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Fatehpur SikriWelcome to the city of Akbar's dreams, Fatehpur Sikri, 37km. west of Agra. The red sandstone minarets of this magnificent deserted city pierce the blue sky and offer the visitors a steady stream of surprises.

The City's Origin: Mughal emperor Akbar had no heir. He visited holy men to enlist their prayers for a son. When he visited Sheikh Salim Chishti who was living at the village of Sikri the saint foretold the emperor that he would be blessed with a son. Soon after a son was born to the emperor and was named after the saint. Akbar was so impressed by the sequence of events as foretold, that he resolved to build an entirely new capital at Sikri in honour of the saint.

How to reach : One can reach Fatehpuri Sikri, 37kms. from Agra, by bus or car. Taxis are available on hire from the Cantt. Railway Station, Agra. Buses for Fatehpur Sikri are available from the Cantt. Bus stand and the Bijlighar bus stand at regular intervals.

Entrance : One enters Sikri through the Agra gate. The straight road from Agra was laid out in Akbar's time. Most of the buses drop off visitors at the main entrance and park near the Buland Darwaza.

The walled city of Fatehpur Sikri had nine gates. Beginning on the eastern side from north to south the gateways are Delhi Darwaza, Lal Darwaza, Agra Darwaza, Suraj Darwaza, Chandra Darwaza and Gwalior Darwaza. On the west are Terha Darwaza, Chor Khirki & Ajmeri Darwaza. From Agra Gate one passes the sandstone Tansen's Baradari on the right and proceeds to the Chahar Suq, the place where the imperial band greeted the Emperor's appearances in Diwan-i-Aam.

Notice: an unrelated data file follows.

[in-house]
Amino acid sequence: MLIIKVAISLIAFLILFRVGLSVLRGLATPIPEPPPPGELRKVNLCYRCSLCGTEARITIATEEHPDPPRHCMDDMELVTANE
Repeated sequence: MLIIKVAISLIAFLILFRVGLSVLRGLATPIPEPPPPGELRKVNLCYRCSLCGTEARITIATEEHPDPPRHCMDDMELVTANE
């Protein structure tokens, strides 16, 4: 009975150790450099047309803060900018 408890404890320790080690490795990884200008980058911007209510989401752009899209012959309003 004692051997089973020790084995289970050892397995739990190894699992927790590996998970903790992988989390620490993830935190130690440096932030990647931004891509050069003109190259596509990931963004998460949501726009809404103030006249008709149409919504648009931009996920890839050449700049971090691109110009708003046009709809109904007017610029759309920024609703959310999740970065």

The Amar Singh Gate lies to the South and is defended by a square bastion flanked by round towers. It had a crooked entrance with dangerous trap points and a steep rise. Its Naubat Khana Court with pillared pavilions is an impressive structure. Visitors are allowed entry through this gate only.

About the Fort : The construction of the Agra Fort was started around 1565 when the initial structures were built by Akbar. Shah Jahan replaced most of these with his marble creations. Some however survived, among them are- Delhi Gate, Amar Singh Gate, Akbari Mahal and the Jahangiri Mahal. The fort is crescent shaped, flattened on the east with a long, nearly straight wall facing the river. it has a total perimeter of 2.4 km. and is ringed by double castellated ramparts of red sandstone punctuated at regular intervals by bastions. A 9 mt. wide and 10 mt. deep moat surrounds the outer wall. An imposing 22 mt. high inner wall imparts a feeling of invincible defensive construction. The route through the Amar Singh gate is dog-legged. the layout of the fort was determined by the course of the river, which in those days flowed alongside. The main axis is parallel to the river and the walls bridge out towards the city.